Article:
Willie Simmons was convicted of first-degree robbery and sentenced to life without parole in 1982. Simmons, an Army veteran, became addicted to drugs while stationed outside of the United States. He was prosecuted under Alabama’s habitual offender law, which is similar to other three-strikes laws. Simmons had three prior convictions.
Simmons admitted to using drugs before committing the crime that got him sentenced to life. “I was just trying to get me a quick fix,” he said. He wrestled a man to the ground and stole his wallet that contained a total of $9. The police ended up arresting him a few blocks away.
Simmons recalled that his trial lasted 25 minutes, and his court-appointed attorney called no witnesses. The prosecutors also did not offer him a plea deal even though his prior convictions were non-violent. All of his appeals over the past 38 years have been denied.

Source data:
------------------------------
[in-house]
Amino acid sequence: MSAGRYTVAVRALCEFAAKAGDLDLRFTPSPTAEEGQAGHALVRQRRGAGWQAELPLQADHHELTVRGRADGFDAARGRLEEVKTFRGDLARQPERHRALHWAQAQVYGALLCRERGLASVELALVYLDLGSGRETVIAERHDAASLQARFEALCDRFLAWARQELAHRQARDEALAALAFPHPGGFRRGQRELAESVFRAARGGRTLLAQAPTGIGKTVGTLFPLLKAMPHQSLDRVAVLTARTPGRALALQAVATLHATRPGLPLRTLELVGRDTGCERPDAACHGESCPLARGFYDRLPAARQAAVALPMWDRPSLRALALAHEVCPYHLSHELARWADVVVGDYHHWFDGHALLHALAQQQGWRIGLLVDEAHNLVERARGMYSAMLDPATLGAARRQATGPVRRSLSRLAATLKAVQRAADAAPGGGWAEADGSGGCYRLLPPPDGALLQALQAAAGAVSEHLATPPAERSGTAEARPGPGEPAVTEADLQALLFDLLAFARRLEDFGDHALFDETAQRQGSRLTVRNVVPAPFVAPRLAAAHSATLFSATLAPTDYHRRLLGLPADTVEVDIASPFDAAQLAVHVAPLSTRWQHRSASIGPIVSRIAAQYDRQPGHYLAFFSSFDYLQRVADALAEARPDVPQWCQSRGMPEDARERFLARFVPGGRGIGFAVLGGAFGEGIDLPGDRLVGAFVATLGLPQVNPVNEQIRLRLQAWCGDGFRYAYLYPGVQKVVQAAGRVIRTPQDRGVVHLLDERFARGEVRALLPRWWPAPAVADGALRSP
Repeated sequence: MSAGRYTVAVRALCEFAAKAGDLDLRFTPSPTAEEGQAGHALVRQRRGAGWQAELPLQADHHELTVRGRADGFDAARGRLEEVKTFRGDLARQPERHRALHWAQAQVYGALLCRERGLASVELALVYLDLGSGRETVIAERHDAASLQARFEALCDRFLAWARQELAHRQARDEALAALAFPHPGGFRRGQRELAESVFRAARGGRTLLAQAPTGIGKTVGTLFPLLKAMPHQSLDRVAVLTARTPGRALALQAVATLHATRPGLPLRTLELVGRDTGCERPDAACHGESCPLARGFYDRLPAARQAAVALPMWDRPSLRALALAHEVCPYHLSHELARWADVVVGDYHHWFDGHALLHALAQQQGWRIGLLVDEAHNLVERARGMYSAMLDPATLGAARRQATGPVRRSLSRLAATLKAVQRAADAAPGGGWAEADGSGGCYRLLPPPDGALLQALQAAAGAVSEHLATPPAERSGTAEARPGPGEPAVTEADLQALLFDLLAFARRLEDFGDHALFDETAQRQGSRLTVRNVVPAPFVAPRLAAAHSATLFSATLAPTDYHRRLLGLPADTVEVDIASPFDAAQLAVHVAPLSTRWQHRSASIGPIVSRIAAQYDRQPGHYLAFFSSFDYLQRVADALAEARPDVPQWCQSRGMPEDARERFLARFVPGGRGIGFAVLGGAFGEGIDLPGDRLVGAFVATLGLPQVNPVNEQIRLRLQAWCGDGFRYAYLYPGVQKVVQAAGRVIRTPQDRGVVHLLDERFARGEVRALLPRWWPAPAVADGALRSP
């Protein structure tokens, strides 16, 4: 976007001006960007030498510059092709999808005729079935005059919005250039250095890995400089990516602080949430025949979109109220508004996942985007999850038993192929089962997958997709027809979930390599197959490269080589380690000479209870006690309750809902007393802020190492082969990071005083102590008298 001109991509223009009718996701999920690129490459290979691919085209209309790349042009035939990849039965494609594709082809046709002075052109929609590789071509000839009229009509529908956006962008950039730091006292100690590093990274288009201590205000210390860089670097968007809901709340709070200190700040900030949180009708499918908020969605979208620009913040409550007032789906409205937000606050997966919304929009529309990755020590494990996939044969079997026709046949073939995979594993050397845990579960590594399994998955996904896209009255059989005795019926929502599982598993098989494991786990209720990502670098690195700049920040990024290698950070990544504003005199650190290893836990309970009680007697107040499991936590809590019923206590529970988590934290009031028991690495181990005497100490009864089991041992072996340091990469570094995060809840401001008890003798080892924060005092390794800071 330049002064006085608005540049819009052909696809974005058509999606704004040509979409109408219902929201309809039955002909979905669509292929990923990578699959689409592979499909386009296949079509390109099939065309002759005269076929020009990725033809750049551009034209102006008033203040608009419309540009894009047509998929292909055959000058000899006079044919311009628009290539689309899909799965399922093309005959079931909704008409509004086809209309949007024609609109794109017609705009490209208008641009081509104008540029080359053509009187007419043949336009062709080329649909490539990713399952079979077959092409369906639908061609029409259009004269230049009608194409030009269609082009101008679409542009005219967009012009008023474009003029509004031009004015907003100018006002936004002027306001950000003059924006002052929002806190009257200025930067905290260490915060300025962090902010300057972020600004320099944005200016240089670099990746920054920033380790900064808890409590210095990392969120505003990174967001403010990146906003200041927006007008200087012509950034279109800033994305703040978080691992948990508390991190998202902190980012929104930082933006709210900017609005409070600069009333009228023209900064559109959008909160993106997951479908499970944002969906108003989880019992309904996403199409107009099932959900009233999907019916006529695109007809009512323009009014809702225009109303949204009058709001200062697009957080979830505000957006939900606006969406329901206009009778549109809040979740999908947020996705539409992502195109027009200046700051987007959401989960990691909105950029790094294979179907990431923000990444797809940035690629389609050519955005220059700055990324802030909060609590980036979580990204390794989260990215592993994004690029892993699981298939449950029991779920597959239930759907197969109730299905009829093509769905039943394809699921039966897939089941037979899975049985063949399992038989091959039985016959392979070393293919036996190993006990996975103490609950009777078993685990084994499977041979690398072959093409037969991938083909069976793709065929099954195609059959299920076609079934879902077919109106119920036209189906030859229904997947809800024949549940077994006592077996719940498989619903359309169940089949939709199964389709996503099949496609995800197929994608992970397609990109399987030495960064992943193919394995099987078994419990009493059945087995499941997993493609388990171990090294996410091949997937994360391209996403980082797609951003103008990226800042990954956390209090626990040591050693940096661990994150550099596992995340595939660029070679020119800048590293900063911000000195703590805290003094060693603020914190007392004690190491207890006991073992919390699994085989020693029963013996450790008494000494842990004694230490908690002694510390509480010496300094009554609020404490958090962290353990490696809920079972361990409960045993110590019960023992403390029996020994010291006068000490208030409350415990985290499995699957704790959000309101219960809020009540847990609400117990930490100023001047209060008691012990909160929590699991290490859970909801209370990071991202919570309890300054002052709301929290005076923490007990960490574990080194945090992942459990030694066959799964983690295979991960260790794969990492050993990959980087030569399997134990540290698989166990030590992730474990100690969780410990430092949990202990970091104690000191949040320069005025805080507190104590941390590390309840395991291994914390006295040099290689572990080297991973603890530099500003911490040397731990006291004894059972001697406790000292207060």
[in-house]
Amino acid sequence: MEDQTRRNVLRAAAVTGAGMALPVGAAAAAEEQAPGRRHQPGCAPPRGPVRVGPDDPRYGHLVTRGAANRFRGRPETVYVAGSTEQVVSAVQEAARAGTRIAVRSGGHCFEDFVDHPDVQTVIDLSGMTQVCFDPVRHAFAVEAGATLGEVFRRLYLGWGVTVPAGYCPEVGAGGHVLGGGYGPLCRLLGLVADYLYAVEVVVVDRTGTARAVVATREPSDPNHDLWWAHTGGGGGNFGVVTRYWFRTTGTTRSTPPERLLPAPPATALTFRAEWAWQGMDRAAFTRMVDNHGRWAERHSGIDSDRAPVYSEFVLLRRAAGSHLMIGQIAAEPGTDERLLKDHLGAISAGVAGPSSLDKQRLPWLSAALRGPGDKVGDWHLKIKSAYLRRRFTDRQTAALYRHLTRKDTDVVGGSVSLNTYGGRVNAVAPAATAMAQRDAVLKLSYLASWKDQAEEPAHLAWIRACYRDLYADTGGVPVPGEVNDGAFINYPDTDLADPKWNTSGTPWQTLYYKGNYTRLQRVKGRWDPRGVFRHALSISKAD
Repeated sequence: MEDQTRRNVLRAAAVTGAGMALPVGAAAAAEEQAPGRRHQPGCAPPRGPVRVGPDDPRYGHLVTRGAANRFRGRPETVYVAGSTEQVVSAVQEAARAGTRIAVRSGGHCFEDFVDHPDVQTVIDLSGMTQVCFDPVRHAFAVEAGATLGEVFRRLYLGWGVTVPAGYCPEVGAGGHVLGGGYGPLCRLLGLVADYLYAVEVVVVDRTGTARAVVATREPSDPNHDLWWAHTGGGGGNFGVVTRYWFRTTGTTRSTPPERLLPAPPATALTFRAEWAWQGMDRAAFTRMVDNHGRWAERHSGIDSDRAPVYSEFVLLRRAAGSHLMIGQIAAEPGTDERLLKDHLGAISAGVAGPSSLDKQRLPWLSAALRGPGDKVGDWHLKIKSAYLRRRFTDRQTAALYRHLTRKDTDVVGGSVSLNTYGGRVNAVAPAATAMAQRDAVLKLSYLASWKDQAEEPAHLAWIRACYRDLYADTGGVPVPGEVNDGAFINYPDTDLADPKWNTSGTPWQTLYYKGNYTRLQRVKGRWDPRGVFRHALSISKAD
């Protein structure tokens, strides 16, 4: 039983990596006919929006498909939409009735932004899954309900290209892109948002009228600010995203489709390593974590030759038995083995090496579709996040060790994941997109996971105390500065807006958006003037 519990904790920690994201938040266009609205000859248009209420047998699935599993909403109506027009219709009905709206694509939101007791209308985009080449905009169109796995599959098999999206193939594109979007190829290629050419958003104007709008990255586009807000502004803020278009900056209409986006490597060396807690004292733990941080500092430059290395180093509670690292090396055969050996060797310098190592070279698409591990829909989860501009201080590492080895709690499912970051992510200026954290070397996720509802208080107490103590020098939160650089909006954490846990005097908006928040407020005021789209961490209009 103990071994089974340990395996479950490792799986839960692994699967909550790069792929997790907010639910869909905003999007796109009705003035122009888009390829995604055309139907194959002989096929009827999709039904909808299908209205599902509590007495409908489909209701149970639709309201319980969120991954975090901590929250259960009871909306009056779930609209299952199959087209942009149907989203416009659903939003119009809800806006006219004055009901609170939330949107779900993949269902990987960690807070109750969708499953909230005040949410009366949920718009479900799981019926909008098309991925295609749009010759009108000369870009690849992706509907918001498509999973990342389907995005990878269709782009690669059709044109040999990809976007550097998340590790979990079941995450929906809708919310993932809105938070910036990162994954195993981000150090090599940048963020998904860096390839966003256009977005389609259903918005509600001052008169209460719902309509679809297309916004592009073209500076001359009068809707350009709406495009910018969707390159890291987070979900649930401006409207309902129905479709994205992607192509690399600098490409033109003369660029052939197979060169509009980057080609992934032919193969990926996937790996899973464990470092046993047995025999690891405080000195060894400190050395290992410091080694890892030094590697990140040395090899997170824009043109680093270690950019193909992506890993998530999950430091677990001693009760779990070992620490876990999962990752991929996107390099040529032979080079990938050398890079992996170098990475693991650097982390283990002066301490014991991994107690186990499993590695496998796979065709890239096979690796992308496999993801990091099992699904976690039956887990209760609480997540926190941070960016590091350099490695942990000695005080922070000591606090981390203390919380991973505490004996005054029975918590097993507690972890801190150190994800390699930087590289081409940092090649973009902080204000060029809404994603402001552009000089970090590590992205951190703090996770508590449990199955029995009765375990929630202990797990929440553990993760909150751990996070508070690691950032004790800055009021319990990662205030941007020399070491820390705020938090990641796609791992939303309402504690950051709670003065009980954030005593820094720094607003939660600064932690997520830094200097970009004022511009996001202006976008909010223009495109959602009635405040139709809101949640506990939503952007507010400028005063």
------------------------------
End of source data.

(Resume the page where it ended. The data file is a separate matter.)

“In a place like this, it can feel like you’re standing all alone,” he told WBRC. “I ain’t got nobody on the outside to call and talk to. Sometimes I feel like I’m lost in outer space.” In 2014, Alabama lawmakers removed the last course of appeal for people serving a life sentence without parole convicted by The Habitual Offender Law, according to AL.com.
“It sickens me to think about how many other people are warehoused in prison, forgotten,” Shelburne said in a tweet. “When tough on crime, people say everyone in prison deserves to be there, think of Mr. Simmons. We should be ashamed of laws that categorically throw people away in the name of safety. We should question anyone who supports Alabama’s habitual offender law. It needs to go.”